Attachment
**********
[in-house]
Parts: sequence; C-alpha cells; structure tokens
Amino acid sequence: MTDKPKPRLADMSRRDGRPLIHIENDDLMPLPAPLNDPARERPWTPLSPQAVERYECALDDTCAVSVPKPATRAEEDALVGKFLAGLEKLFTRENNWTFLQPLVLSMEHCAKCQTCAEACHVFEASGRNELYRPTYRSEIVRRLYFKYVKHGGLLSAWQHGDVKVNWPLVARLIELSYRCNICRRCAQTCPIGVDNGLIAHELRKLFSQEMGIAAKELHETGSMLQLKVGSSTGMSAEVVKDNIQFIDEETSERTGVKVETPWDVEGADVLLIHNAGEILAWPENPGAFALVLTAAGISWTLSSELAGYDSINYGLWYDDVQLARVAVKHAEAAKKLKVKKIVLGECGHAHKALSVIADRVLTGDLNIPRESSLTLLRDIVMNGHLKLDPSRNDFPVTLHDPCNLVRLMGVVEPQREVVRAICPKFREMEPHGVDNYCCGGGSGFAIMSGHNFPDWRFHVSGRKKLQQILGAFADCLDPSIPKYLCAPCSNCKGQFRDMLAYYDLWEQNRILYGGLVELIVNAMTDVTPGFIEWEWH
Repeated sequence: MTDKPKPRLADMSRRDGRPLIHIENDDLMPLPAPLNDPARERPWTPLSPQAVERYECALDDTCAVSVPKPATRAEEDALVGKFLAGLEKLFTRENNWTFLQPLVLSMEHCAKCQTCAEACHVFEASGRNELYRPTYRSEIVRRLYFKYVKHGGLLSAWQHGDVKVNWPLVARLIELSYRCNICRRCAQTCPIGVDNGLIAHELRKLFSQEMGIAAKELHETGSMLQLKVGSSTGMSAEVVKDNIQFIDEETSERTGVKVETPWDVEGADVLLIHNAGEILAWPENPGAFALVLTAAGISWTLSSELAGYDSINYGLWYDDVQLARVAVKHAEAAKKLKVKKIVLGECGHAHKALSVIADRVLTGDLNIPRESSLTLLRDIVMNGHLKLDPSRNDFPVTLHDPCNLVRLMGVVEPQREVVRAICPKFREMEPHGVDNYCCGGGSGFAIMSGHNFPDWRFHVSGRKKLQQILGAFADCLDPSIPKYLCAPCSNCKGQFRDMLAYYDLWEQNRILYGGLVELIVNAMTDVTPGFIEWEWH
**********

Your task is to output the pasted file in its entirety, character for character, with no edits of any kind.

[in-house]
Parts: sequence; C-alpha cells; structure tokens
Amino acid sequence: MTDKPKPRLADMSRRDGRPLIHIENDDLMPLPAPLNDPARERPWTPLSPQAVERYECALDDTCAVSVPKPATRAEEDALVGKFLAGLEKLFTRENNWTFLQPLVLSMEHCAKCQTCAEACHVFEASGRNELYRPTYRSEIVRRLYFKYVKHGGLLSAWQHGDVKVNWPLVARLIELSYRCNICRRCAQTCPIGVDNGLIAHELRKLFSQEMGIAAKELHETGSMLQLKVGSSTGMSAEVVKDNIQFIDEETSERTGVKVETPWDVEGADVLLIHNAGEILAWPENPGAFALVLTAAGISWTLSSELAGYDSINYGLWYDDVQLARVAVKHAEAAKKLKVKKIVLGECGHAHKALSVIADRVLTGDLNIPRESSLTLLRDIVMNGHLKLDPSRNDFPVTLHDPCNLVRLMGVVEPQREVVRAICPKFREMEPHGVDNYCCGGGSGFAIMSGHNFPDWRFHVSGRKKLQQILGAFADCLDPSIPKYLCAPCSNCKGQFRDMLAYYDLWEQNRILYGGLVELIVNAMTDVTPGFIEWEWH
Repeated sequence: MTDKPKPRLADMSRRDGRPLIHIENDDLMPLPAPLNDPARERPWTPLSPQAVERYECALDDTCAVSVPKPATRAEEDALVGKFLAGLEKLFTRENNWTFLQPLVLSMEHCAKCQTCAEACHVFEASGRNELYRPTYRSEIVRRLYFKYVKHGGLLSAWQHGDVKVNWPLVARLIELSYRCNICRRCAQTCPIGVDNGLIAHELRKLFSQEMGIAAKELHETGSMLQLKVGSSTGMSAEVVKDNIQFIDEETSERTGVKVETPWDVEGADVLLIHNAGEILAWPENPGAFALVLTAAGISWTLSSELAGYDSINYGLWYDDVQLARVAVKHAEAAKKLKVKKIVLGECGHAHKALSVIADRVLTGDLNIPRESSLTLLRDIVMNGHLKLDPSRNDFPVTLHDPCNLVRLMGVVEPQREVVRAICPKFREMEPHGVDNYCCGGGSGFAIMSGHNFPDWRFHVSGRKKLQQILGAFADCLDPSIPKYLCAPCSNCKGQFRDMLAYYDLWEQNRILYGGLVELIVNAMTDVTPGFIEWEWH